I have B&W bitmap images that I can trace and cut, but it has many delicate connectors that are obliterated. (Wow… don’t think I’ve ever used that word online before!)
I’d like to be able to “thicken” those parts. I’ve got plenty of experience with image editing but not so much with “artistic” vector software. My vector experience is with CAD - such as Sketchup, Fusion360, and similar, but going back >30 years.
After playing around with stroke thickness, and carefully learning the kerf adjustment techniques posted here, I’m leaning towards this being impractical for complex patterns with many elements. The design I am trying to produce has several hundred individual shapes, which will also be the case for other designs I hope to use. I can accept that free software doesn’t give you the flexibility of other tools.
I actually have a very simple solution I’ve used many times, but it’s not going to work here. I take the bitmap and copy it to 4 or 8 layers, and offset each by 1 pixel in each direction (for 8, the four corners are moved 1x1) - the difference b/w using 4 or 8 depends on the design, the desired effect, the outcome, application of softening/blurring filters, etc. It works great for “solid” designs with fine elements, but the reason it won’t work here is that my design has many small “holes” inside many of the “solid” areas. If I apply this technique, many of those details are lost. They are an important part of the design.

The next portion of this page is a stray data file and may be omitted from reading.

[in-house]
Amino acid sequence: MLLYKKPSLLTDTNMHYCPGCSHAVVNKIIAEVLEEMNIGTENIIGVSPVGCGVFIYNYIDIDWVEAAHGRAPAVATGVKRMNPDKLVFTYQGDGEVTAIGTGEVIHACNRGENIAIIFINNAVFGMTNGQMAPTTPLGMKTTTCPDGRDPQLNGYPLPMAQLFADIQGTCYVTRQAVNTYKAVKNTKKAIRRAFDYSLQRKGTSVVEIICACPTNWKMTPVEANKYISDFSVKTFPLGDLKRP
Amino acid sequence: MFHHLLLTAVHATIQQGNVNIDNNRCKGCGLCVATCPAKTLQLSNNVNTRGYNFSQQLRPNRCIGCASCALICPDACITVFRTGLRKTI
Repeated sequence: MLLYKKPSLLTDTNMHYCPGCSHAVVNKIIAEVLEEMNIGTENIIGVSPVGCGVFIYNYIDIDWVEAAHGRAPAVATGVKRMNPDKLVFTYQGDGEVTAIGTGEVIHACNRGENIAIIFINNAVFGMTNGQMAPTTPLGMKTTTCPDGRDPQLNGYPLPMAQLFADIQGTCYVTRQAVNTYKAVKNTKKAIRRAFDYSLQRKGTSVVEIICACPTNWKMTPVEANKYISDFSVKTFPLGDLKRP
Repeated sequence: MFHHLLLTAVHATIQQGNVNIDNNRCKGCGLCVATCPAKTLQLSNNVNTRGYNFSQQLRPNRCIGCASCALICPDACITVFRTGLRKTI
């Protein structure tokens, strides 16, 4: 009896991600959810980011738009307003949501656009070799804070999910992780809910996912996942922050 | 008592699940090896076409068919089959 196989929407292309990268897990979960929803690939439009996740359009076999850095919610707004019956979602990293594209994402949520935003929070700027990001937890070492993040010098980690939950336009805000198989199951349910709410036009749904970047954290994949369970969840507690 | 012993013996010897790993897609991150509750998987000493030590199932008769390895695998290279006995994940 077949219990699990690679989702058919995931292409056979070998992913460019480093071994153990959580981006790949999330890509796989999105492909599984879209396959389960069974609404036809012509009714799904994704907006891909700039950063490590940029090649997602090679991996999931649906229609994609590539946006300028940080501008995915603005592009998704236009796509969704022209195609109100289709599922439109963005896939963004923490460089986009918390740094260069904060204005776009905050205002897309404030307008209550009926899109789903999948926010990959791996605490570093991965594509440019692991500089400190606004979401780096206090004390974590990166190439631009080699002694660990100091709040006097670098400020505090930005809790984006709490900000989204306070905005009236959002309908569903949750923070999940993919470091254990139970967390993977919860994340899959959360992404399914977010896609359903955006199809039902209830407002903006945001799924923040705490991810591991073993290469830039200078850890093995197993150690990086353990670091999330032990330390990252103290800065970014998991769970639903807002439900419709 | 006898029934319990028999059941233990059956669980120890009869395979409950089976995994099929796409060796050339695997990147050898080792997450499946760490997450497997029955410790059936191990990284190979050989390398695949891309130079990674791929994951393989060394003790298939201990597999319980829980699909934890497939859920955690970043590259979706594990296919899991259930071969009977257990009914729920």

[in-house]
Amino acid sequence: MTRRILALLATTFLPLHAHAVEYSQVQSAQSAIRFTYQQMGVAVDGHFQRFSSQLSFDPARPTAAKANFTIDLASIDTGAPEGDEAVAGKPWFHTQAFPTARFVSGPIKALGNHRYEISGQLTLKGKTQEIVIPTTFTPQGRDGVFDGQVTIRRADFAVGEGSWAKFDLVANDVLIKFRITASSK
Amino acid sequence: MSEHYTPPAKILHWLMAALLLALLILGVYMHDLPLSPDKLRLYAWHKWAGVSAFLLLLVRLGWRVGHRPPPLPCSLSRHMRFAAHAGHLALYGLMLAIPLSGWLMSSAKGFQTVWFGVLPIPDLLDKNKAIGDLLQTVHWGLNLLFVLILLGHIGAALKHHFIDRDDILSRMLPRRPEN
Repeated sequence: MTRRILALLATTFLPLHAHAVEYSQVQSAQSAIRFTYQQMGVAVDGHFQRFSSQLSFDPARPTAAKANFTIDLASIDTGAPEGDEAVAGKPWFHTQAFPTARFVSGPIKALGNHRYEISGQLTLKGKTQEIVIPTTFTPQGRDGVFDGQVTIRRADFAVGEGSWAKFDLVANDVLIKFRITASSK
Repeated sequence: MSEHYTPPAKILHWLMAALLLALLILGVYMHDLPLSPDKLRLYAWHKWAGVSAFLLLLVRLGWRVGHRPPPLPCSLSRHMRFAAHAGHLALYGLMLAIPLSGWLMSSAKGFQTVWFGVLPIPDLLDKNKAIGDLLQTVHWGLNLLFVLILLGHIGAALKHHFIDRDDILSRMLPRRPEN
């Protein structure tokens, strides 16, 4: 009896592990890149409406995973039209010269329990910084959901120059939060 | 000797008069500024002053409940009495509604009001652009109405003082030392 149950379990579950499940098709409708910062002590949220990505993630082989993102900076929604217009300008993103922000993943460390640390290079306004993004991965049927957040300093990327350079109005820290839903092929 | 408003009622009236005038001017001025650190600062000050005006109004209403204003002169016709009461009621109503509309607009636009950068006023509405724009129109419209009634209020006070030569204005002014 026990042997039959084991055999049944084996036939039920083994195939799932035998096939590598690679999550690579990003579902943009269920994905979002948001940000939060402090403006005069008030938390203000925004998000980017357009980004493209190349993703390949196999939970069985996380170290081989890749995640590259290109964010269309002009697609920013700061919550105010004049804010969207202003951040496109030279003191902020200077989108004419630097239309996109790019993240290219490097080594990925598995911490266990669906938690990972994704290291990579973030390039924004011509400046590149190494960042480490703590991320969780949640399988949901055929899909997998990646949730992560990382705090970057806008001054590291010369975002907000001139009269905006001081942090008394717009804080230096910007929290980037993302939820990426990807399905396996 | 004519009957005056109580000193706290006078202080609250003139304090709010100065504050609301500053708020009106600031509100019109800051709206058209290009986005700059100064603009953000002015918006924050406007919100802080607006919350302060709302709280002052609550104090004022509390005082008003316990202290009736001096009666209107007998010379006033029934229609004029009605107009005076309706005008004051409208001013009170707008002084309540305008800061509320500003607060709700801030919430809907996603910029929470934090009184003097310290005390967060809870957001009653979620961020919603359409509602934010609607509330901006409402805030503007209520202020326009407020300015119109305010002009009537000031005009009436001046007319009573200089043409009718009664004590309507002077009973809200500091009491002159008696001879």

Do any of you oh-so-knowledgable forgers have any thoughts or suggestions?
If it’s a design you’re going to be reusing, which it sounds like it is, maybe it’s worth using the path tool and individually moving nodes to thicken the parts you need thicker. Time consuming, but also a permanent fix!
If you have a hint of OCD personality, as I think many of us here probably do, it can be rather soothing after a long hard day at work to just get lost in the process of moving nodes around for a while and not really having to think a lot.
Hmmmmm. If it were me I would do the thickening in a bitmap editor (Photoshop or Gimp) before doing the autotracing. In Photoshop I’d try to select everything and then expand the selection by one or two pixels (or more, depends on your resolution), then fill with black.
I would agree, but these days I would prefer to go for a ride on one of my motorcycles, and wait and see if there is a technological solution to the problem at-hand.
I doubt I’d be re-using, so the time investment is not justified. I also expect to have the same need with different designs going forward, so spending hours adjusting each would be out of the question.
Thanks, though - if it were going to result in mass production, it would absolutely be worth it!
Heh. You know what we in the medical community call those things, right?
If the repeat pattern isn’t too difficult to reproduce, maybe you could just scan/trace/fix one element of the design and then duplicate it yourself to recreate the pattern, and still have plenty of time left to go for a ride on your donor–oops, I mean, MOTORcycle.